Got Milk? Milking the Secrets out of the Many Kinds of Milk
By Emily Sheng
If plain milk comes from white cows, does chocolate milk come from brown cows? Not exactly: both plain and chocolate flavored milk comes from both white and brown dairy cows. Where does oat milk, almond milk, and soy milk come from then? Do they all come from cows as well? Again, not exactly, as these are common plant-based dairy alternatives.
The definition of milk is not clear cut. The US Food and Drug Administration (FDA) is in charge of food labeling. They have two general categories for how to regulate food based on whether they classify the product as standardized or nonstandardized.
Standardized food includes milk and yogurt, and they have an official standard of identity, a legal description. The standard of identity for milk is the “lacteal secretion, practically free from colostrum, obtained by the complete milking of one or more healthy cows.” Basically, it means that milk comes from cows.
Plants-based dairy products are nonstandardized products. The FDA treats nonstandardized products more generally and only requires that manufacturers use the common or usual name. For example, this means that the creamy liquid produced from almonds can go by its common name of almond milk.
The origin of the many types of milk come from the original usage of the word. In the 13th century, the word “milk” was used as a noun for “milk-like plant juices or saps.” This clearly follows the modern, everyday usage of the word. All the kinds of plant-based milk sure look, taste, and feel like cow milk.
A common method plant-based milk is produced is through soaking the nut or other grain in water overnight. Then the mixture is strained with a sieve. The grains are then blended with more water, and the resulting creamy mixture is boiled. The final liquid is then ready to drink! Extra flavors like vanilla extract and cinnamon can be added throughout the process to give it an enhanced taste. A new plant-based milk, pea milk, is made in a completely different method. Peas are first grinded into powder and then a machine separates the protein from the fiber and starch. The protein powder is then blended with water.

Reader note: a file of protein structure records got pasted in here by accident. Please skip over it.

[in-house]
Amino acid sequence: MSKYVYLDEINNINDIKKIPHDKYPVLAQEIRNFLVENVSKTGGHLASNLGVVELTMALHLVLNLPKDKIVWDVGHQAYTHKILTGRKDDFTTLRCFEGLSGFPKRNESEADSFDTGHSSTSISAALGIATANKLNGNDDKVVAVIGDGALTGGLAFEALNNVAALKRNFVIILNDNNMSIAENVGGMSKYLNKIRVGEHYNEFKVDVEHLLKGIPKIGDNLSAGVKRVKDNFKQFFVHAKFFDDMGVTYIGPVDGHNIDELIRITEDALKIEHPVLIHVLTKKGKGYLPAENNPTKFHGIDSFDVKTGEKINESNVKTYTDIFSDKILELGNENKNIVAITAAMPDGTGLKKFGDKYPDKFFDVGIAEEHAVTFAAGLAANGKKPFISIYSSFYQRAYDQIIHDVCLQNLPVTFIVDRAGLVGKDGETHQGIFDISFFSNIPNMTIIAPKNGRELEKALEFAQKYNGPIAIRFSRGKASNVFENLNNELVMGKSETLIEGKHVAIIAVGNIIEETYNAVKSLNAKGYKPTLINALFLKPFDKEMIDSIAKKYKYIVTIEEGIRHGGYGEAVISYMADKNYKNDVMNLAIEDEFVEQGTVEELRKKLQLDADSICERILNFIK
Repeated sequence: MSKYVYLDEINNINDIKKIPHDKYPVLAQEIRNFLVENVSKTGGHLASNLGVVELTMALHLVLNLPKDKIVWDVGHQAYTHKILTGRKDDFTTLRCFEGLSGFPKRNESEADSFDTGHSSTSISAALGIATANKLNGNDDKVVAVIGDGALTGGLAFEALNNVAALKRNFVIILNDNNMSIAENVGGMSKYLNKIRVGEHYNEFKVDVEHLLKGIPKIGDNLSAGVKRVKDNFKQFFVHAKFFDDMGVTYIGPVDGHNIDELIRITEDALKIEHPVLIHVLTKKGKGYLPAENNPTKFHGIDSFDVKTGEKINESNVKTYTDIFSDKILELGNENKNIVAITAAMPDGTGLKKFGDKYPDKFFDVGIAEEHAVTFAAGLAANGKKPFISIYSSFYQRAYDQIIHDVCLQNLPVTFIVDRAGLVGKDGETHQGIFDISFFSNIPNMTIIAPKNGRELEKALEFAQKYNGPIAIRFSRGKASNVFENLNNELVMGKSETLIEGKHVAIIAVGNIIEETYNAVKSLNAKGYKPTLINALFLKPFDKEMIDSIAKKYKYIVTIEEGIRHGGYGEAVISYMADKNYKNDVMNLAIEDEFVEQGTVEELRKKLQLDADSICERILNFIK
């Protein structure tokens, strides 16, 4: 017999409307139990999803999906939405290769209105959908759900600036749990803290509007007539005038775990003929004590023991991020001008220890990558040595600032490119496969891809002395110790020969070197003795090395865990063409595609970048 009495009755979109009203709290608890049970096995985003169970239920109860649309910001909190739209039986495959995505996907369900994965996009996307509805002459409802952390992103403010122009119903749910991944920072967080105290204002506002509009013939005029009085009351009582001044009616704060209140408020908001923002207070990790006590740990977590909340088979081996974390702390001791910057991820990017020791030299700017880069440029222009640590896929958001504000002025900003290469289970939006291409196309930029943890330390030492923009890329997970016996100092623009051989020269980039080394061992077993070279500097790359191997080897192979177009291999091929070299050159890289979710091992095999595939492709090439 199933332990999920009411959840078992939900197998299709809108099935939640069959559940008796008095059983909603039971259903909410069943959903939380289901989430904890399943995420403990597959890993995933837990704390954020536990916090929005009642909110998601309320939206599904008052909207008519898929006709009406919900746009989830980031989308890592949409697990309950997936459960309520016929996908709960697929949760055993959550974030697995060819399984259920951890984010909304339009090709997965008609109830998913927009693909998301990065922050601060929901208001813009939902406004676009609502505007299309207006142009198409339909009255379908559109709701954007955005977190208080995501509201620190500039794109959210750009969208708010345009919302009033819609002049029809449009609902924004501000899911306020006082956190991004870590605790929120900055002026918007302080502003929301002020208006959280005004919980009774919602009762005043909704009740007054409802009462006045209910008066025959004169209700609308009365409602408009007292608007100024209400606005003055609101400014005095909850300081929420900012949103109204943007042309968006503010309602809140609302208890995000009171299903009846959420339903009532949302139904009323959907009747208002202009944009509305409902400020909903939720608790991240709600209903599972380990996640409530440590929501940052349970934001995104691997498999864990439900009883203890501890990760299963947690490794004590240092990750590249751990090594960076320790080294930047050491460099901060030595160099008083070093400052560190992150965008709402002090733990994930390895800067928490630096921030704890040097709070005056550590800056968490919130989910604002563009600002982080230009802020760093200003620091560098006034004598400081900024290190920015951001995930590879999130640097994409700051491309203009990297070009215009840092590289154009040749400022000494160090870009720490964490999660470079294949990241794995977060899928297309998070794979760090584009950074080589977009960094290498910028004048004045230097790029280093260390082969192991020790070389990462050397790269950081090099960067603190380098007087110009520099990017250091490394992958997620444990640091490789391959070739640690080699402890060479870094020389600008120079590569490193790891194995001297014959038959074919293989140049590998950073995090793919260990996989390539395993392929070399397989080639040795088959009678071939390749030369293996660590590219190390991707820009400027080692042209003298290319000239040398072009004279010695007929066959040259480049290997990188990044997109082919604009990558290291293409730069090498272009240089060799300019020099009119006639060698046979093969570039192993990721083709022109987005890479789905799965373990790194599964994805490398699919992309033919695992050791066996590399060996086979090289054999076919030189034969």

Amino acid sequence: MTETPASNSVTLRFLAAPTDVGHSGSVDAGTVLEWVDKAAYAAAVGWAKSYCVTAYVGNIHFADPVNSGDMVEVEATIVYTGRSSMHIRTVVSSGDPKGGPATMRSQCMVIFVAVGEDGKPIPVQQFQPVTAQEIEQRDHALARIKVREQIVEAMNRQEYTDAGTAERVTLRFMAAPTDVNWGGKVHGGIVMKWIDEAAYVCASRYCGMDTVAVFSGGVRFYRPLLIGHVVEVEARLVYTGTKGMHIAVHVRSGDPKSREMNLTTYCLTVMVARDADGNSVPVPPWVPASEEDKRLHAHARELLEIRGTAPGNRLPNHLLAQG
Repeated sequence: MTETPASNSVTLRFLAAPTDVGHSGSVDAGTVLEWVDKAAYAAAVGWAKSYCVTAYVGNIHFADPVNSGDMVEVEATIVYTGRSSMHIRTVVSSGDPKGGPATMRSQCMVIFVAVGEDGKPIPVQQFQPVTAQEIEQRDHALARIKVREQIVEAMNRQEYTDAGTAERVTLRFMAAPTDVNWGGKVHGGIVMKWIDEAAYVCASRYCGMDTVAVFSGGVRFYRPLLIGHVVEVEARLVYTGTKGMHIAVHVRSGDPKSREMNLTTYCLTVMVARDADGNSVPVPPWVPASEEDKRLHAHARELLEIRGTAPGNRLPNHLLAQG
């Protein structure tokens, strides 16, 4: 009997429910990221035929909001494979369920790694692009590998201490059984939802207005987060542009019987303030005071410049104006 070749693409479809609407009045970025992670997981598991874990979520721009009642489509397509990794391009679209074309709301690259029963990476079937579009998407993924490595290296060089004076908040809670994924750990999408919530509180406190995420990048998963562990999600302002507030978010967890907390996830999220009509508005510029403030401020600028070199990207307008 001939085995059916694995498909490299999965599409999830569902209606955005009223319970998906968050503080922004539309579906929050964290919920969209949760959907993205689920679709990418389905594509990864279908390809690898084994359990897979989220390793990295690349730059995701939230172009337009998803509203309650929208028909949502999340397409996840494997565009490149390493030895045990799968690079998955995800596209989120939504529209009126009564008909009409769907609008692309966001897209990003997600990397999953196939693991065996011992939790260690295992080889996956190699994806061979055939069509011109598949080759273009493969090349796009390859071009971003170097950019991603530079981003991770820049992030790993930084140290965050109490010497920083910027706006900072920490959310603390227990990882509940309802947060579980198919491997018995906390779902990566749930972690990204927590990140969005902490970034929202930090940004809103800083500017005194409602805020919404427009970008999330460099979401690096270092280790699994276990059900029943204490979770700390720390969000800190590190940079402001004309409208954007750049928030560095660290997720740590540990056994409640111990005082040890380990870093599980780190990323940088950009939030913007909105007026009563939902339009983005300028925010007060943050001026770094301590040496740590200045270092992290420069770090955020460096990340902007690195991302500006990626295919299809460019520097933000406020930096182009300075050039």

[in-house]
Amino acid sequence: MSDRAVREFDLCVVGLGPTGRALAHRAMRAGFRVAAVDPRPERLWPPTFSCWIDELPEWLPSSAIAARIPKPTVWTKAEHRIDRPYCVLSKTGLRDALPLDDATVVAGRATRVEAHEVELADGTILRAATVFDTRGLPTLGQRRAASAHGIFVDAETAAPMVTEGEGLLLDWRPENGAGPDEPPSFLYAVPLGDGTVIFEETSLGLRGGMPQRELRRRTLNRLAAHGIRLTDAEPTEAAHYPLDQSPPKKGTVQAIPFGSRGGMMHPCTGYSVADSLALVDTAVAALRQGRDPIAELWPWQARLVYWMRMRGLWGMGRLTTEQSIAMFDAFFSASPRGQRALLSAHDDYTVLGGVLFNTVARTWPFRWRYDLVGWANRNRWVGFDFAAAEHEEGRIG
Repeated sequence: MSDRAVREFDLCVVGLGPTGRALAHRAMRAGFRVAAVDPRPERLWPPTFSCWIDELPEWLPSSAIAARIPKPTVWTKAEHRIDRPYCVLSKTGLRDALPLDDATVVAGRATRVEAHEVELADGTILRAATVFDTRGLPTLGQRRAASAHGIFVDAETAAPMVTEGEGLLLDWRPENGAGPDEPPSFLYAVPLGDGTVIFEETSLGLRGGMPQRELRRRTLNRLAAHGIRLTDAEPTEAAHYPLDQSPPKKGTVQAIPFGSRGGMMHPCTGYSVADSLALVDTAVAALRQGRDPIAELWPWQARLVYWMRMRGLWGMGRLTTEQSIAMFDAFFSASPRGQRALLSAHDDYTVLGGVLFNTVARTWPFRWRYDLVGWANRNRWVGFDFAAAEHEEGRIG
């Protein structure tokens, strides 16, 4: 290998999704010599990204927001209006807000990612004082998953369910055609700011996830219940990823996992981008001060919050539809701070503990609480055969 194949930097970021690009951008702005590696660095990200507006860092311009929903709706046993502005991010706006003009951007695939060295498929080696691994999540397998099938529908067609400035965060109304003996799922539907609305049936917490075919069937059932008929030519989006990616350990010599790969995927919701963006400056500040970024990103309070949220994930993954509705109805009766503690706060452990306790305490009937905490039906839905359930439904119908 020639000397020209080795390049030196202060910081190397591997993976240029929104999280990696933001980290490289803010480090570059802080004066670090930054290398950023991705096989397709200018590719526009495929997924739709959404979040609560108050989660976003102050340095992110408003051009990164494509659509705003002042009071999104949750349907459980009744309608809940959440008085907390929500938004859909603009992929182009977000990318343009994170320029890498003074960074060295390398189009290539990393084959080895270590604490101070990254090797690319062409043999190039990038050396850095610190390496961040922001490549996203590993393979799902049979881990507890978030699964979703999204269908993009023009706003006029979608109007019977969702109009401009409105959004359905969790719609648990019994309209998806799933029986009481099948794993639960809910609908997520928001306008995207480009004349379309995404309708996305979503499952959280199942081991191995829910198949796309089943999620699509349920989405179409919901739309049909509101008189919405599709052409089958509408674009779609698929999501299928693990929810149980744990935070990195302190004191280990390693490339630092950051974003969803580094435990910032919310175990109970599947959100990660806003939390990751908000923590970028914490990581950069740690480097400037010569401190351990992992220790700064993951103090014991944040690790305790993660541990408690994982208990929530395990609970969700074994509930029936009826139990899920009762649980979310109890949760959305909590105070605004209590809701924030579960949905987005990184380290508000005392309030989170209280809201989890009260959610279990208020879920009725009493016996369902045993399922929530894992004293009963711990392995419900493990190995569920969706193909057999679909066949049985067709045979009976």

Despite looking very similar to milk, plant-based milk have different nutrients compared to cow’s milk. Scientists have tested cow milk and popular alternatives like soy milk, almond milk, and oat milk. They have concluded that soy milk is most comparable to cow’s milk in terms of a broad nutrient profile of protein, carbohydrates, and fat. On the other hand, almond milk has only 1/8 as much protein per serving compared to cow’s milk, but almond milk has extremely high amounts of vitamin E compared to cow’s milk. Generally, many micronutrients like potassium and vitamin K are only found in cow’s milk. To counter this, many manufacturers fortify or add their products with extra vitamins and minerals.
Scientists are also unsure of how the body responds to nutrients in animal-produced milk and plant-produced milk versus the nutrients added in by manufacturers. The protein in cow’s milk is believed to be more easily used by your body and has a more diverse range of proteins.
The many types of milk available at the grocery store today means that there are more options. It provides a means for those who have milk allergies or are lactose intolerant to enjoy a substance similar to cow’s milk. Additionally, these new milks provide many recipes for those who want to experiment in the kitchen!
For those interested in reading a scientific study comparing the nutritional values in the various types of milk available, this is a great article: https://journals.lww.com/jpgn/fulltext/2017/05000/A_Comparison_of_the_Nutritional_Value_of_Cow_s.28.aspx
Editor: Judy Zhang